Supposidly Quigley is working on a 4x4 version of the Transit. I can't wait to see that one. A low-roof van with 4x4 and a small diesel would be a perfect vehicle for the back country.

Actualy the full size Ford version here is not bad looking at all, I thnk the 6 sided grill (Aston Martin like) that Ford had ownership of till a couple yrs ago, has a nice look, and it had mutated thru-out the whole line on there more modern vehicles, of Euro design, and will be big sellers, and has a nice corporate identity to it, and yes even though uni-body, will be able to work quite hard, and carry heavy loads, the full size is rea drive, but the smaller one is ft drive, and although that gives them a room advantage, it does distract from a heavy work load/traction advantage, as I believe you can not beat rear drive for heavy work and towing.

I personally like the shift to more efficient packaging on full size vans. I really wish volkswagen would bring over the transporter range- proof that the execution does not have to be hideous

am I the only one who thinks a website called Pickup Trucks should focus on...pickups? These cargo vans and tranports are deadly dull.

Yea, I think if they cover anything else is should be sports cars.

@ Robert Ryan

I have been hoping to see these vans not just cargo haulers but used for other purposes. Nice to see that since other areas of the world are doing the US market should bloom.

To be honest I have seriously looked at some Isuzu NPR trucks for my own personal use since i don't care about towing a space shuttle or dragging some poor horse from 0-60 in 5 seconds. A used NPR goes for less than a used GM Duramax or Ram Cummins and these trucks have the payload I need (well WAY more than I need). I'd live the more midsize trucks you get but if some upfitters can get a Ram promaster diesel with some type of traditional bed on the back under $35-38k then that would be fairly tempting. I knw in the used market these would be edging on the $10-15k range in just a couple of years.

@Bigger Bob- The Vivaro is actually a Renault/Nissan Van, not Fiat.
http://en.wikipedia.org/wiki/Renault_Trafic
That van is (coming) here as the Nissan NV200.
The Nevw combo is the Doblo. The Bigger Movano is a Renault Boxer, which like the Transit (in Europe) comes in both fwd and rwd versions.
@Ryan- funny enough, that of the new vans, the NV2500/3500 is the closest to an American type van.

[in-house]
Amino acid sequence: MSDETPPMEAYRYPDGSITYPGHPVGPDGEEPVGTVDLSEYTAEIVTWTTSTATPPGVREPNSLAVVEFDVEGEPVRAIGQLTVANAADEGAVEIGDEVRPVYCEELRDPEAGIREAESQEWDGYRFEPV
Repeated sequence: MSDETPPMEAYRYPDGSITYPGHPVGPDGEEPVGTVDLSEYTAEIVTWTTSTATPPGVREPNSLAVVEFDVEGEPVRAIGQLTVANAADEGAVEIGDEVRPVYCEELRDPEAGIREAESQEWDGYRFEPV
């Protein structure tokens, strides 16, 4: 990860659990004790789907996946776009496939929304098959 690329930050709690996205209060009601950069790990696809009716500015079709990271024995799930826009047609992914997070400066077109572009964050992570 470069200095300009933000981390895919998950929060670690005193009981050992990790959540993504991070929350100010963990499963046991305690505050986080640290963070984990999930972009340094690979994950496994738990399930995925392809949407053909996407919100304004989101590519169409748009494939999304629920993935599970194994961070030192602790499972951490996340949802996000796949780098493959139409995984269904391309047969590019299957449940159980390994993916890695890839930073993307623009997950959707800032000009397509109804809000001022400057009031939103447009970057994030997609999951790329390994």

@Paul810- It would make sense for Quigley to use at least some of the 4wd parts in production for the Transit in Europe, even if they use a T-case right from the F150. On their GM 4wd conversions, they use almost all GM parts. I was surprised to see a Quigley E350 at the Chicago auto show. Perhaps they could even partner with Dangel to convert Promasters. Either would make a sweet chassis for a small (maneuverable) Class C.

Where'd my post go?
@Bigger Bob- The Vivaro is actually a Renault/Nissan Van, not Fiat.
http://en.wikipedia.org/wiki/Renault_Trafic
That van is (coming) here as the Nissan NV200.
The Nevw combo is the Doblo. The Bigger Movano is a Renault Boxer, which like the Transit (in Europe) comes in both fwd and rwd versions.
@Ryan- funny enough, that of the new vans, the NV2500/3500 is the closest to an American type van.
@Paul810- It would make sense for Quigley to use at least some of the 4wd parts in production for the Transit in Europe, even if they use a T-case right from the F150. On their GM 4wd conversions, they use almost all GM parts. I was surprised to see a Quigley E350 at the Chicago auto show. Perhaps they could even partner with Dangel to convert Promasters. Either would make a sweet chassis for a small (maneuverable) Class C.

While I appreciate the notion that full-size vans could make a comeback, I respectfully submit that you're only half correct here.

Ford is rumored to be giving any legit customizer a free Transit Connect wagon as long as they show the van at this year's SEMA show. They're going "all in" on the Transit Connect, because they see these smaller vans making a comeback in the near future.

So, I'd say that your title should be "Are small vans the next big thing?," as Ford seems to be betting that they will be.

@Sandman4x4, I agree, the Ford's do look nice. The Aston Martin look is so sophisticated. I did like the look of the last Chevrolet Express though. As an Opel, it would look all wrong however. It will be interesting to see how this all pans out. I'm of the opinion that this is a more profitable segment over the trucks even. There's nothing to the cargo vans but a shell. And given they sell for big money, there must be tons of profit there to be had. Ford vs. Chevrolet vs. Dodge yet again. Here we go.

@howam00
These are very versitile vehicle platforms for work, I like cab chassis as they give you the opportunity to drop what ever configuration onto them.

Up here in the Northern Territory I do see these vehicles that are 27' long as RVs. Builders are using these more than the Asian style LDTs as well.

Both of these in diesel should also offer performance better than the Asian diesels you are getting.

The advantage I like is the economy of these, they should be very cheap on fuel compared to HDs and carry more weight than some HDs.